Sure, we’ve struck gold a couple of times (Matej Vydra, Fernando Forestieri and Gabriele Angella spring to mind) but on the whole it’s going to cost us dearly if player recruitment isn’t addressed – not only this coming summer but further down the line.

As a Watford fan, of course I want my side to do well but I fear the Pozzos may have underestimated just how difficult the challenge will of getting out of the Championship can be, never mind staying competitive in the Premier League.

I think the Pozzos expected the arrivals of Diego Fabbrini, who has a full international cap for Italy, and Davide Faraoni who was bought from Inter Milan for a reported £5 million would be enough to get us promoted this season, however we’ve learnt the hard way that all the Championship doesn’t work like that.

The signings made during the January transfer window had more than a hint of panic buying to them. Although Daniel Toszer, in particular, has proved to be an astute pick-up who we surely must try to sign in the summer, are the recent arrivals a sign that the management are starting to worry?

When asked recently about player recruitment Watford’s chief executive Scott Duxbury told the Watford Observer: “Many of the players that have joined the squad this season will have gained invaluable championship experience, and it’s important we build on this.

“Clearly we have to learn from some of the mistakes we have made this season and there are certain players and player profiles which we will look to add to the squad in the summer.”

Effectively, Duxbury is conceding that player recruitment has been poor, but reassuringly, the club are learning from their mistakes.

While the priority must remain on gaining promotion from the Championship whether that’s this year, next year or even the year after that, I do believe that if we do achieve that goal the Pozzos will keep us there.

Success is rarely instant, it wasn’t with Udinese, it was perhaps more so with Granada which could be what we based our initial expectations on, but the Italians are here for the long haul and I have confidence they’ll do things the right way given time.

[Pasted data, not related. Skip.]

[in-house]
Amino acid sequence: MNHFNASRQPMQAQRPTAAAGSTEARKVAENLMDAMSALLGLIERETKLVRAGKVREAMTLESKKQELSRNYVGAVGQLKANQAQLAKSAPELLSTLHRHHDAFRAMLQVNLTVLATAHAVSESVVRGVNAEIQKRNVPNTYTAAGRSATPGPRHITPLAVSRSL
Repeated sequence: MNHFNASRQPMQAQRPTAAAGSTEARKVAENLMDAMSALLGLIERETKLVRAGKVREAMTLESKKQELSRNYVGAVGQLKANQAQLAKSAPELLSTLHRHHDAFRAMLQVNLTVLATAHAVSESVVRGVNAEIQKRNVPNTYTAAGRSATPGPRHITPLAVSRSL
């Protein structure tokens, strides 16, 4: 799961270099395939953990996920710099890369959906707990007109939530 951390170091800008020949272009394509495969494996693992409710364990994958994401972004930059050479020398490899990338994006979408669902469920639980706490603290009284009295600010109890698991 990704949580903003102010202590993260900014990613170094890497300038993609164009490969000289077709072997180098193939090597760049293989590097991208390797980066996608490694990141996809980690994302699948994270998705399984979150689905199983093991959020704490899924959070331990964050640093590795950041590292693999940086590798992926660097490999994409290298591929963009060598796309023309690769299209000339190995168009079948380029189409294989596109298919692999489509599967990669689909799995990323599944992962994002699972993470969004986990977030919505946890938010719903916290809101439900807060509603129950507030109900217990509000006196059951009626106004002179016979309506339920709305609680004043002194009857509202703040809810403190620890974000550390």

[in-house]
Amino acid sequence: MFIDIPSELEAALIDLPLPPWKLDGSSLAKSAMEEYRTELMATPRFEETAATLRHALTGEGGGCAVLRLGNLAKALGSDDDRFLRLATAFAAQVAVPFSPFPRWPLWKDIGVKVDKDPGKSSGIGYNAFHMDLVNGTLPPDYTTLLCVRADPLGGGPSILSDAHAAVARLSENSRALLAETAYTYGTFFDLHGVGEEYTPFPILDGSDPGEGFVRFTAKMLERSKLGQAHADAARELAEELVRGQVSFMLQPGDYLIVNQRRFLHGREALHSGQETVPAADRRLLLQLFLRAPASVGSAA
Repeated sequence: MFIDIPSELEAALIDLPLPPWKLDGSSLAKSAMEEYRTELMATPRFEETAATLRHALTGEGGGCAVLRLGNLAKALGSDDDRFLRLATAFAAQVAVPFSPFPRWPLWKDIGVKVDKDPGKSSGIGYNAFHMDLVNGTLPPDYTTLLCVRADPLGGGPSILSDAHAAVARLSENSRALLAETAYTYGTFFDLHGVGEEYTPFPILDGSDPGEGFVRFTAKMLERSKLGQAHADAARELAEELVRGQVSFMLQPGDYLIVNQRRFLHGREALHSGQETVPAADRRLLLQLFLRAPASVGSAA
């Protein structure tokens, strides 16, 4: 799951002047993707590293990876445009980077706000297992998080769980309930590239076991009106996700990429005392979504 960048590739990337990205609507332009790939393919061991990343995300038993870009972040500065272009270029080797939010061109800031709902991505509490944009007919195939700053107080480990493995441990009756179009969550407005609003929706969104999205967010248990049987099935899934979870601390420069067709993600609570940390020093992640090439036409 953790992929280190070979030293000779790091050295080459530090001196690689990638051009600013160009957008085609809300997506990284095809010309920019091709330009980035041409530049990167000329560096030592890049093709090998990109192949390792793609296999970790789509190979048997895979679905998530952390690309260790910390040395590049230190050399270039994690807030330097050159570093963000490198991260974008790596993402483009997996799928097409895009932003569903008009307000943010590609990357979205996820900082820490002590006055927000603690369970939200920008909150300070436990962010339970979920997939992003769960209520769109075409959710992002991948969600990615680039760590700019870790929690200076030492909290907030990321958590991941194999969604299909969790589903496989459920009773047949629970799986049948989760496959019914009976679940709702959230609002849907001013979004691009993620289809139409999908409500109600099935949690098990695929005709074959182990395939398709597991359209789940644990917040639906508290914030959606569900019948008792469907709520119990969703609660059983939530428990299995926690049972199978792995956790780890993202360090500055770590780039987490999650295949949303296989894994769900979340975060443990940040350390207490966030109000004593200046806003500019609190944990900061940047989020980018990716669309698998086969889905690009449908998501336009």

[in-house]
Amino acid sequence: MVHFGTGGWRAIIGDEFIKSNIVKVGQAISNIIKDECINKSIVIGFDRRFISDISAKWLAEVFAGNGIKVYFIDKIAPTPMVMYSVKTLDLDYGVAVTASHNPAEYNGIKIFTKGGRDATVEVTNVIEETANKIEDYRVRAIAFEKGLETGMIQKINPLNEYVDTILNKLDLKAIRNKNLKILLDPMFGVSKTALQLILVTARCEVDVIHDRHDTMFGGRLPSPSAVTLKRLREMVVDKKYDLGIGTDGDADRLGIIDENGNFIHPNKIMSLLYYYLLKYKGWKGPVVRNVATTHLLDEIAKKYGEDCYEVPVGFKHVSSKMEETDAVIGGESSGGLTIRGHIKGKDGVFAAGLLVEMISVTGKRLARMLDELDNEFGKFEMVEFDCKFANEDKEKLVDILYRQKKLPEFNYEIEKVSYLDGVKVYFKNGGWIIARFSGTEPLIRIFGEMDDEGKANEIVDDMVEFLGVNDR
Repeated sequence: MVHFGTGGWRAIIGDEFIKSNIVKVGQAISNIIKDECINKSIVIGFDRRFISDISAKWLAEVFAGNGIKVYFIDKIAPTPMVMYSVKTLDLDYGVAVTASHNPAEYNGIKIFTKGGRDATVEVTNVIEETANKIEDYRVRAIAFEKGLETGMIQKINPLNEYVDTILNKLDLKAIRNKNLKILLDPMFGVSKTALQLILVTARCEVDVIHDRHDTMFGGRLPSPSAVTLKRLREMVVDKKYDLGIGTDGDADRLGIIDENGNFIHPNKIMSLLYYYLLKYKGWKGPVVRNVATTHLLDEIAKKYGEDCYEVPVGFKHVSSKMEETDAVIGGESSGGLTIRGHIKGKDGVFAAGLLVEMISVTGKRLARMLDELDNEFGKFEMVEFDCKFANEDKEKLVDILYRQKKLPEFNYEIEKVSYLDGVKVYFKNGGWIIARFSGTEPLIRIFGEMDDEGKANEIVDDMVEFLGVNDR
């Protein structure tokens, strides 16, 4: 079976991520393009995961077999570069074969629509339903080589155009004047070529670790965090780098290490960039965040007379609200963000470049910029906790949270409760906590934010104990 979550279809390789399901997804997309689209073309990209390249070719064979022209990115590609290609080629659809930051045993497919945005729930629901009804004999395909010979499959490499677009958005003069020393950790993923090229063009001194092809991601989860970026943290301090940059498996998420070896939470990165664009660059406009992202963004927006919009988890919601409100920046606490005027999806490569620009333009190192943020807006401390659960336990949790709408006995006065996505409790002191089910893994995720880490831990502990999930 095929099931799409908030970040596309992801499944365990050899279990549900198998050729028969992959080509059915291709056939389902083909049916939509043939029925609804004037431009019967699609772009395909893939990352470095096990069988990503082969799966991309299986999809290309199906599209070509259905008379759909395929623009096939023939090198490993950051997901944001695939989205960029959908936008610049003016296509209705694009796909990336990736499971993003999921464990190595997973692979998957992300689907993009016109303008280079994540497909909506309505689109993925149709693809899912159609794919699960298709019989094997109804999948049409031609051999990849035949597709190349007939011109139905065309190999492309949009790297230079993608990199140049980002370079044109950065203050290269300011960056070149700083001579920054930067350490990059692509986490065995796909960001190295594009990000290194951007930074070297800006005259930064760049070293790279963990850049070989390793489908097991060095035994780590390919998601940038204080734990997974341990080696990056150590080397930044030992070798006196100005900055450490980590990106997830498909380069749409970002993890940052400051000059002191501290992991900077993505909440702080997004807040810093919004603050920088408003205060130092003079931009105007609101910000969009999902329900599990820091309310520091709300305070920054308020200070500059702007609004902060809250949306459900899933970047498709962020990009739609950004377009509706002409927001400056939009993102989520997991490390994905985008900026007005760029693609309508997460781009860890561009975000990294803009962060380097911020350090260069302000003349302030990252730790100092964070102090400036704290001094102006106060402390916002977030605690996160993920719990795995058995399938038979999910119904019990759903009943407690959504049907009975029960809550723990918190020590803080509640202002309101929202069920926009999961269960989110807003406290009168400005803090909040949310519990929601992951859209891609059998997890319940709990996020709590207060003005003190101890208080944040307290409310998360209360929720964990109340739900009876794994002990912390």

The Premier League is the most lucrative in the world and the Pozzos won’t want to miss out on that – first and foremost they are businessmen. Personally, I find it difficult to believe they have any particular love for our club; it’s more likely that they see it as a great business opportunity, but who’s complaining?

The stability the Pozzos have brought to Watford both on and off the pitch literally saved the club, but to know that we genuinely have ambitions of becoming an established Premier League side is incredible.

We owe the Pozzos our support and despite the current campaign not exactly turning out as expected, I believe we need to put our trust in them too.

Are they happy with what’s happening at Vicarage Road? I couldn’t tell you. I imagine they’ll be pretty frustrated with how this season has gone, yet I can only see them giving Watford the resources to have a proper crack at winning this league next season. I have no doubt in my mind that it’s going to be a rocky road but I can’t wait to see what happens next.

I’ll leave you with another re assuring extract from Duxbury: “We are learning from the mistakes, we are learning from the experiences and it is only a matter of time before we have a squad which has the necessary experience and is very competitive. We will achieve what we want to do.”

Forza Watford!

McGugan struggling to make an impact at Vicarage Road

Lewis McGugan has divided opinion amongst Watford fans like no other this season.

Demonstrating an infuriatingly lackadaisical approach, McGugan has been virtually ‘undroppable’ throughout the reigns of both Gianfranco Zola and Beppe Sannino despite being one of many who failed to abort the appalling home form in the autumn. Zola’s final game at home to Sheffield Wednesday is the only game this season in which McGugan has not started when fully fit and available.

Many will point to the fact that the summer signing has been directly involved in a high proportion of the team’s goals this season. He has scored seven and has four assists in his 27 appearances, which, admittedly is not such a bad effort for a midfielder in a struggling team. But these stats alone are far from enough to paint the picture of a player.